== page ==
Phantom of the Opera
After playing in 100 cities and bringing in over 3 billion dollars in box office receipts, The Phantom of the Opera is now targeting movie ticket sales. Adapting his musical for the camera, Andrew Lloyd Webber along with Director Joel Schumacher have created a film version of the world's largest-grossing stage production.
Bringing in a new cast for the movie, The Phantom of the Opera stars Gerald Butler as the ghostly form who haunts the Paris Opera House. He slips unnoticed through the musty passages and dank corridors where he lives beneath the stage, bullying the cast and crew of the production house by demanding money and threatening harm to those who contradict him.
Then the disfigured recluse notices a young orphan named Christine (Emmy Rossum) who has been brought in to study with the chorus by ballet mistress, Madame Giry (Miranda Richardson). Charmed by the girl's beauty and voice, he secretly becomes her musical mentor.
His chance to showcase his protegee comes when the opera's attention-seeker lead soprano Carlotta (Minnie Driver) storms off of the stage during one of her frequent tantrums. Stepping up to the spotlight, Christine enchants the other performers as well as the paying customers. But none are so mesmerized as Raoul (Patrick Wilson), the theater's patron and a childhood companion of Christine's.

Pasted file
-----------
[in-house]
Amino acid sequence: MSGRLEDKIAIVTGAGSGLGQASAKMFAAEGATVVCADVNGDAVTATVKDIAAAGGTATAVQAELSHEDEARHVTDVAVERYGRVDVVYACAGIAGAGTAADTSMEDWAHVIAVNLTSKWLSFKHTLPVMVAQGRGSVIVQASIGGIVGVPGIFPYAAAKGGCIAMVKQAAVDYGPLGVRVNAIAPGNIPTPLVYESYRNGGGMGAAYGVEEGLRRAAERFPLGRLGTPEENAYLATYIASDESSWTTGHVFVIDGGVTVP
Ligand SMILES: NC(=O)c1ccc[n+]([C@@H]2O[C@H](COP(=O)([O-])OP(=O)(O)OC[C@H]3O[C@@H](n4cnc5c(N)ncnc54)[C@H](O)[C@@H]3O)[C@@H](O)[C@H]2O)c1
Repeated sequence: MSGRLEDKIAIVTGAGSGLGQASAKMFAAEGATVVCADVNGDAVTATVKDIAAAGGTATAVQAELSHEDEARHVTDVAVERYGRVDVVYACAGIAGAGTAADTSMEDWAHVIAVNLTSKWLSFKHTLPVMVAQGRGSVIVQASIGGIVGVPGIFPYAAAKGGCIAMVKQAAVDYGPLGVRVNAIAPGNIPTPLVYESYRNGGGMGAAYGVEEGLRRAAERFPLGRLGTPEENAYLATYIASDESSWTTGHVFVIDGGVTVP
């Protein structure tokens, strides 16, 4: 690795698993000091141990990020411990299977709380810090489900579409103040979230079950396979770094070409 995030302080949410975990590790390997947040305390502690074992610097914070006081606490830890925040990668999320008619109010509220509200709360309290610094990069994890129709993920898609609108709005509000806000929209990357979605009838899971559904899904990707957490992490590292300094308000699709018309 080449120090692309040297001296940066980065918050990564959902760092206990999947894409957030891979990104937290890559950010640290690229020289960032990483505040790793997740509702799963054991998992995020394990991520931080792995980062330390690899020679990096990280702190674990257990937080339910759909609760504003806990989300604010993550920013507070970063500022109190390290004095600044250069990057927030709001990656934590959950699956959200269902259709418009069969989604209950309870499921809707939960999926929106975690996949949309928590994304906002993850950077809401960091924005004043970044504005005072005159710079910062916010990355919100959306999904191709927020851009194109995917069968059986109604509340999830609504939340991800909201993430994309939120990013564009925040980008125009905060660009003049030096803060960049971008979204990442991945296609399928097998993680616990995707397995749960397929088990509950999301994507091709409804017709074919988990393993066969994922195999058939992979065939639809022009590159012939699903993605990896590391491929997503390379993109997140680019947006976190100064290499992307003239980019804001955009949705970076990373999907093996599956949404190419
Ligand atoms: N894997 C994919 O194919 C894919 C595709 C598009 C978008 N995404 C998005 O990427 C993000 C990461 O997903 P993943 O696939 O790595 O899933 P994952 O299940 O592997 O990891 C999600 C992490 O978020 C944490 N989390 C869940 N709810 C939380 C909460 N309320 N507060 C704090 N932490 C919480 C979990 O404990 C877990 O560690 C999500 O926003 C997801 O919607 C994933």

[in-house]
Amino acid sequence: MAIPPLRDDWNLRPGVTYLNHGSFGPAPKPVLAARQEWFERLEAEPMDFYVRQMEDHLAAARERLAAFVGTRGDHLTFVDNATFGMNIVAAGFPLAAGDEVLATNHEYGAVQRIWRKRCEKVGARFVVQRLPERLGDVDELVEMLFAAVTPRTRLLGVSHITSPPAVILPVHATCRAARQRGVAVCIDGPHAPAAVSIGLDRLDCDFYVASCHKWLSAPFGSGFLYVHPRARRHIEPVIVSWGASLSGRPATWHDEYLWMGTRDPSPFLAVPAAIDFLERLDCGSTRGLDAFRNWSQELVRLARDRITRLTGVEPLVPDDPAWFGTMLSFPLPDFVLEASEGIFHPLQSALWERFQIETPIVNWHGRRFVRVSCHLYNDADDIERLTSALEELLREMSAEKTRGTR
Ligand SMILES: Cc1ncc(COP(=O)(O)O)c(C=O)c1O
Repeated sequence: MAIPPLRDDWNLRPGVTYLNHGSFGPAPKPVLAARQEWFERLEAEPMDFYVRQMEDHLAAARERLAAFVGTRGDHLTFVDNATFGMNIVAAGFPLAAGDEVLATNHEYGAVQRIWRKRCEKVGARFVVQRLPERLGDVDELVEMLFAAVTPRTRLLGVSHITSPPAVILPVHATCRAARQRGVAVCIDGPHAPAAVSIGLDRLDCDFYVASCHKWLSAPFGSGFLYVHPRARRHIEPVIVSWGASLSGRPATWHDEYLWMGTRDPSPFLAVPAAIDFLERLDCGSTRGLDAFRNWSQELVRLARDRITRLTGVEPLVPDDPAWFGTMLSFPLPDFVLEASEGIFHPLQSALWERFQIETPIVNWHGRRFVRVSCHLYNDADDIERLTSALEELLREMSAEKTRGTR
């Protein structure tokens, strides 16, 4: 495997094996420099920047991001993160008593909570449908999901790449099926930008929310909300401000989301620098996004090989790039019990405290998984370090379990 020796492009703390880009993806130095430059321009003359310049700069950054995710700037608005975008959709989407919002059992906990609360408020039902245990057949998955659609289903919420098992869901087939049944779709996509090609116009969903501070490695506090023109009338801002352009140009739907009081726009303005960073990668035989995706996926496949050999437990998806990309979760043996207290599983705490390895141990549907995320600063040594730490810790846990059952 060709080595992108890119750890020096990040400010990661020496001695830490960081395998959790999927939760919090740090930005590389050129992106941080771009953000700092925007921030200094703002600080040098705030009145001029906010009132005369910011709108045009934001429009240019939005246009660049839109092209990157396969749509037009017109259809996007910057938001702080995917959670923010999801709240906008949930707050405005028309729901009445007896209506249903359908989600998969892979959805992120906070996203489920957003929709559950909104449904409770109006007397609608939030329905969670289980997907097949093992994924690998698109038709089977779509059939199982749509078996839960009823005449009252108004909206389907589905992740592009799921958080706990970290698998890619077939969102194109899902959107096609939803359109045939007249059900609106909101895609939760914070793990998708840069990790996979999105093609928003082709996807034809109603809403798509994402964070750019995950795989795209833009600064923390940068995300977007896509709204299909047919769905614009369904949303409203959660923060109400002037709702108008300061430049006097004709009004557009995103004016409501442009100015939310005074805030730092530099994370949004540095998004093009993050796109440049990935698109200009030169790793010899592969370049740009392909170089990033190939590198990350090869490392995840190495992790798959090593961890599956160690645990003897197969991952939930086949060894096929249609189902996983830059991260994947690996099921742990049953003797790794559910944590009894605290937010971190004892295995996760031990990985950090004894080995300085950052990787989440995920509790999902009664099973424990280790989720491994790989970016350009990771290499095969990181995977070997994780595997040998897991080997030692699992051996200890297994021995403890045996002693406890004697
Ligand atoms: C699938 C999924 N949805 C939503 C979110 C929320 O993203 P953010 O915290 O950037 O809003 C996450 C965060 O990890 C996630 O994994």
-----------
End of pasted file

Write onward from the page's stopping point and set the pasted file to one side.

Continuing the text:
Reunited, the two friends are soon madly in love. But their romance only infuriates the increasingly possessive Phantom. Driven by jealousy, he kidnaps Christine and drags her down into his dark lodgings in the sewers. There she is forced to make a terrible decision.
Parents who haven't had the chance or inclination to take their children to the opera may find this musical experience a good way to introduce their family to the art form. The well-known songs of the stage production act as the script for this finely executed performance that is sure to capture the attention of many older children.
A brief "mooning" incident by one of the actors, backstage drinking and several acts of violence by the Phantom (including a strangulation and hanging) are the most serious content concerns families will want to consider.
Set in the rollicking heyday of the French opera house, the tragic tale of the talented but tormented loner unfolds through grayed depictions of the present and brilliant full-color memories of the past. While happiness seems eternally out of reach for the Phantom, this celluloid adaptation at least makes his story more accessible to those of us living off Broadway.